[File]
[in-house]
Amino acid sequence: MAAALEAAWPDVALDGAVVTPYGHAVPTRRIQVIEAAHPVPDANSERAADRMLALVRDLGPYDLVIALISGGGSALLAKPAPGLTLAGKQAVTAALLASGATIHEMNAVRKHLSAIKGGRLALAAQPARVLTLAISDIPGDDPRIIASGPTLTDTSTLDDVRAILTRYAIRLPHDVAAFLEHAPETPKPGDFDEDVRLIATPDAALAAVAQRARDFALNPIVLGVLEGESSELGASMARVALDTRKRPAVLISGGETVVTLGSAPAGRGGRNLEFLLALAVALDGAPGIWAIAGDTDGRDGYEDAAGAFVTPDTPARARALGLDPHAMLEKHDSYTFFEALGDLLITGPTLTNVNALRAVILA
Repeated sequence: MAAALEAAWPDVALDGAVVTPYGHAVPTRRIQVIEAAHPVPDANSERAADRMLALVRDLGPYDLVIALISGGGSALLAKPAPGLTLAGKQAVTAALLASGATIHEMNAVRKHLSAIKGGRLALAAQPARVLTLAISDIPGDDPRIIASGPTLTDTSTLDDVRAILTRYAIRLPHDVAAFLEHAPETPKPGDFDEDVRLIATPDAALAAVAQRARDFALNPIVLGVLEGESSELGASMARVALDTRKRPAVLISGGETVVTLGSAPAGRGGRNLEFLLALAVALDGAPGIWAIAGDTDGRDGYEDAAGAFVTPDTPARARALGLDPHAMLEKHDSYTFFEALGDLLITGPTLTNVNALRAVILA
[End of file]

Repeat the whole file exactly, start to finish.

[in-house]
Amino acid sequence: MAAALEAAWPDVALDGAVVTPYGHAVPTRRIQVIEAAHPVPDANSERAADRMLALVRDLGPYDLVIALISGGGSALLAKPAPGLTLAGKQAVTAALLASGATIHEMNAVRKHLSAIKGGRLALAAQPARVLTLAISDIPGDDPRIIASGPTLTDTSTLDDVRAILTRYAIRLPHDVAAFLEHAPETPKPGDFDEDVRLIATPDAALAAVAQRARDFALNPIVLGVLEGESSELGASMARVALDTRKRPAVLISGGETVVTLGSAPAGRGGRNLEFLLALAVALDGAPGIWAIAGDTDGRDGYEDAAGAFVTPDTPARARALGLDPHAMLEKHDSYTFFEALGDLLITGPTLTNVNALRAVILA
Repeated sequence: MAAALEAAWPDVALDGAVVTPYGHAVPTRRIQVIEAAHPVPDANSERAADRMLALVRDLGPYDLVIALISGGGSALLAKPAPGLTLAGKQAVTAALLASGATIHEMNAVRKHLSAIKGGRLALAAQPARVLTLAISDIPGDDPRIIASGPTLTDTSTLDDVRAILTRYAIRLPHDVAAFLEHAPETPKPGDFDEDVRLIATPDAALAAVAQRARDFALNPIVLGVLEGESSELGASMARVALDTRKRPAVLISGGETVVTLGSAPAGRGGRNLEFLLALAVALDGAPGIWAIAGDTDGRDGYEDAAGAFVTPDTPARARALGLDPHAMLEKHDSYTFFEALGDLLITGPTLTNVNALRAVILA